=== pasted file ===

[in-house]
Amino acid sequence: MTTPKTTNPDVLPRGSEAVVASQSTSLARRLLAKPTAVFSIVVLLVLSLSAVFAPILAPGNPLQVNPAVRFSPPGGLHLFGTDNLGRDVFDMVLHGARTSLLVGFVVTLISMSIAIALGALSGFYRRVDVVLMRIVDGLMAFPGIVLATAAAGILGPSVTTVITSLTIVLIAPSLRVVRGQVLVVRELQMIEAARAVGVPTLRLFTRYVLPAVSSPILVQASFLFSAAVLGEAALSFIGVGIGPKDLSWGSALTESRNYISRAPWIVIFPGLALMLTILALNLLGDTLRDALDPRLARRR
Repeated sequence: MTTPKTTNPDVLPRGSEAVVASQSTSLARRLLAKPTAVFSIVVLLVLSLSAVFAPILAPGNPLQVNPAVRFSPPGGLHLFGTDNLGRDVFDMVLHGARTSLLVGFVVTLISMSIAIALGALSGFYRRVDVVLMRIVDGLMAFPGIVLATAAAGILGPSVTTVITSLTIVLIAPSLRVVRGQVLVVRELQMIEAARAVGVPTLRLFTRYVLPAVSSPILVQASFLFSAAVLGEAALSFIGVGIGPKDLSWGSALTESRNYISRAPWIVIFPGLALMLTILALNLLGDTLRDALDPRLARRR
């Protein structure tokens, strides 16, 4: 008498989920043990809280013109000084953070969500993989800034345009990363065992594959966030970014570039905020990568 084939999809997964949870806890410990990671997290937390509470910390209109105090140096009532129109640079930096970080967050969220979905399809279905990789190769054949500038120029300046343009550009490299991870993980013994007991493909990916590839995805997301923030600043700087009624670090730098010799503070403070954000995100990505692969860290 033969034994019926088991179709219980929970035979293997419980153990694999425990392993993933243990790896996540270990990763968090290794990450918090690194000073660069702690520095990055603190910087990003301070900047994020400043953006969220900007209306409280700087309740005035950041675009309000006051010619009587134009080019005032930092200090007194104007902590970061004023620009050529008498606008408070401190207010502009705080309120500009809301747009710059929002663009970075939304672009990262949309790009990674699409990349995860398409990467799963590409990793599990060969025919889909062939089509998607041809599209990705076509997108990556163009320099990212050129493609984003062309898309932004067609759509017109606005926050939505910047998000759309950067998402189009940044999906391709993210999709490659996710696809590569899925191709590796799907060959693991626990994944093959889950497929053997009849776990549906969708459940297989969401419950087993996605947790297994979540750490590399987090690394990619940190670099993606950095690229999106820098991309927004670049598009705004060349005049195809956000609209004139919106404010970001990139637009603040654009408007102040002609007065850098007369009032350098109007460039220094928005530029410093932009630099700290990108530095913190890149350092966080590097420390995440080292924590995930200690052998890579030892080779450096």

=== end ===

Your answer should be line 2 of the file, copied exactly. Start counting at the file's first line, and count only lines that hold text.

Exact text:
Amino acid sequence: MTTPKTTNPDVLPRGSEAVVASQSTSLARRLLAKPTAVFSIVVLLVLSLSAVFAPILAPGNPLQVNPAVRFSPPGGLHLFGTDNLGRDVFDMVLHGARTSLLVGFVVTLISMSIAIALGALSGFYRRVDVVLMRIVDGLMAFPGIVLATAAAGILGPSVTTVITSLTIVLIAPSLRVVRGQVLVVRELQMIEAARAVGVPTLRLFTRYVLPAVSSPILVQASFLFSAAVLGEAALSFIGVGIGPKDLSWGSALTESRNYISRAPWIVIFPGLALMLTILALNLLGDTLRDALDPRLARRR